• kwankew

At the Obat Clinic

Four of us were dropped off at an intersection and five of us including a worker from Obat, another NGO squeezed into a Tom Tom to travel for 20 to 30 minutes to the entrance of the Kutupalong Camp. I was sitting at the edge with no safety guard to prevent my falling into the road; I felt as though every bump was attempting to expel me from the bouncing vehicle. On the tarmac road, it was not as bad until we turned into a brick/dirt road when it became more precarious.


We were then dropped off the entrance of the camp. Crossing a bamboo bridge, we walked uphill into the camp. Tarp houses held together with bamboos scattered haphazardly over the slopes. There were shops selling snacks, bananas, vegetable and fruits. The hills had been deforested to accommodate the flimsy dwellings, only dirt surfaces remained. Through the doors of some houses, one could catch a glimpse of dirt floors, women hunching over cooking fires inside smoke-filled rooms. Children in dirt-covered clothes, running, staring or following us, yelling in chorus, “How’re you, bye!”. Latrines and water pumps scattered here and there among the houses, community and learning centers.



More dirt steps carved regularly into the slope led us to the clinic on top of the tallest hill. The Obat Clinic was made of mostly bamboo, bright and airy near the entrance with 4 clinic rooms, some of which were dimly lit, a diphtheria command room, a big reception, a waiting room with plastic rocking horses for children, a meeting room ad a spacious treatment room. I was assigned to a smaller room with a table and three chairs and my translator was Faruq. Here in Obat, I was seeing more children with diarrhea, respiratory infections, it also had its shares of aches and pains.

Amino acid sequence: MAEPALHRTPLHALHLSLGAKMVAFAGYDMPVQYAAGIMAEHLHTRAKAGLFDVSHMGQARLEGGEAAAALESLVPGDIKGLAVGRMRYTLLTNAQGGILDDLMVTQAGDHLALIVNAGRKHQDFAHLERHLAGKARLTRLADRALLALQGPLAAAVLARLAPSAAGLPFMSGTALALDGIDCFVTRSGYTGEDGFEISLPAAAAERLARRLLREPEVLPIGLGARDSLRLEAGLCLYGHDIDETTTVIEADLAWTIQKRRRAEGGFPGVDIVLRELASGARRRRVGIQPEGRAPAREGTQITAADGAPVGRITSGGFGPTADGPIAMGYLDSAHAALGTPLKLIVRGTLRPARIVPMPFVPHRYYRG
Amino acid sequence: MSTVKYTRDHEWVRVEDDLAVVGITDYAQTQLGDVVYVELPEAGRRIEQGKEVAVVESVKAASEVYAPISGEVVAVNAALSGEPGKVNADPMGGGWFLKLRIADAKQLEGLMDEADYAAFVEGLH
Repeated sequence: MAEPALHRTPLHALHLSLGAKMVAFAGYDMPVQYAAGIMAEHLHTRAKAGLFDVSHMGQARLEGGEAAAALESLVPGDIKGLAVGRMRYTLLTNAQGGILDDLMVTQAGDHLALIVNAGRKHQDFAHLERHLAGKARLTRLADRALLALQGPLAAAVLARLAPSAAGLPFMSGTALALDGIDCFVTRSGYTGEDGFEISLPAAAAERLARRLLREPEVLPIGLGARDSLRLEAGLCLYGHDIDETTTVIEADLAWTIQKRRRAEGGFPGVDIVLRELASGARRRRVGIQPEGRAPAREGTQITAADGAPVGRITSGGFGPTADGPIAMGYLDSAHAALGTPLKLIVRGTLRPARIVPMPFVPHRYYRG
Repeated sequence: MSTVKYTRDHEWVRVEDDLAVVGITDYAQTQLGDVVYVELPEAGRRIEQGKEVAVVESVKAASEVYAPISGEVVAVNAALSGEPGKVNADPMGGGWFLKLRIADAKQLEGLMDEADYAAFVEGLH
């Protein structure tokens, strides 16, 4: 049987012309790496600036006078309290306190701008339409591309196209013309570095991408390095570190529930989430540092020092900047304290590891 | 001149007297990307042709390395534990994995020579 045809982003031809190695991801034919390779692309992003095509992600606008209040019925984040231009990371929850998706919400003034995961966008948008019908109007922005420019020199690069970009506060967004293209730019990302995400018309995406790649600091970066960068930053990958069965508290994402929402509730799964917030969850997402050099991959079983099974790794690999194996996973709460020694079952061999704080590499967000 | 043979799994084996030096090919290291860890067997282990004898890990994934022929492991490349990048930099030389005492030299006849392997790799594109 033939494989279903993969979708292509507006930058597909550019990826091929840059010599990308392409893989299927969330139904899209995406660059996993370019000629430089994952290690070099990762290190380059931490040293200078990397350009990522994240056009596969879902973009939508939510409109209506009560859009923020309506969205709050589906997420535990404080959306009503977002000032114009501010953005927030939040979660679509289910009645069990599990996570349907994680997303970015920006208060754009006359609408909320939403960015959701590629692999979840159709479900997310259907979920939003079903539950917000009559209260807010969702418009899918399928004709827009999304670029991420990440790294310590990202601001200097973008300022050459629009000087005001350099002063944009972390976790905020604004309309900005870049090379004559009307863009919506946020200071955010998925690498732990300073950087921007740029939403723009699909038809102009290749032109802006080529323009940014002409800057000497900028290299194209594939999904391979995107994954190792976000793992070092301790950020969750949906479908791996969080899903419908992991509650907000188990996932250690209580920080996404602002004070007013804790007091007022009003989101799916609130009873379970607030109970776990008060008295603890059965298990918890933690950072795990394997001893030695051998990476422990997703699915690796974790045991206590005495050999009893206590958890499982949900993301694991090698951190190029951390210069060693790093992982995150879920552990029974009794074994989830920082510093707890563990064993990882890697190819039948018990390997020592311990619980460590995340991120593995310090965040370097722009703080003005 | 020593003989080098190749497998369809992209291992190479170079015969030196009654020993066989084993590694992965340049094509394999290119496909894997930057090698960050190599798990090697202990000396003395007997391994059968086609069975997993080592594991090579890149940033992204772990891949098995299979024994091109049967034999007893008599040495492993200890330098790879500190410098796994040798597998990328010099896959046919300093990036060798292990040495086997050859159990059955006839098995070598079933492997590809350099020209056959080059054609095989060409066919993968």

Around Obat was a relatively new camp. In the distance more hills had been denuded with a backdrop of forest nestled in the haze. The trees there were in danger of being sacrificed. Many latrines had been strategically built awaiting more new refugees.



One of my last patients was helped in with his woman relative. He was 45 and shuffled in, bending forward, a scarf over his head and a gauze pad over his right eye. He had just arrived in the camp. He was beaten up in Myanmar 3 days ago, right eye blinded and front teeth avulsed. He had to pay two Rohingya carriers 23000 Taka to trek three days to the border where he received medical aid. Miraculously the carriers had contact with his relatives in the camp and he was able to rejoin them. Tragically he lost everyone in his immediate family, his wife and five children. He cringed when touched in obvious pain. His right eye looked cloudy and he could not see through it. He was still bleeding from his broken teeth.



AB, 20 yo woman, married at aged 12 as second wife to her husband then 32 yo whose first wife divorced him. She said he was a bad man and often beat her and their 2 sons, ages 4 and 6. They have been in camp for 2 months now.


We finished clinic late in the afternoon, children gathered at the entrance and cried in their usual chorus of “How’re you?”


We walked through the camp, men and women congregated in front of their temporary huts without much hope of a reprieve from their recent exile.

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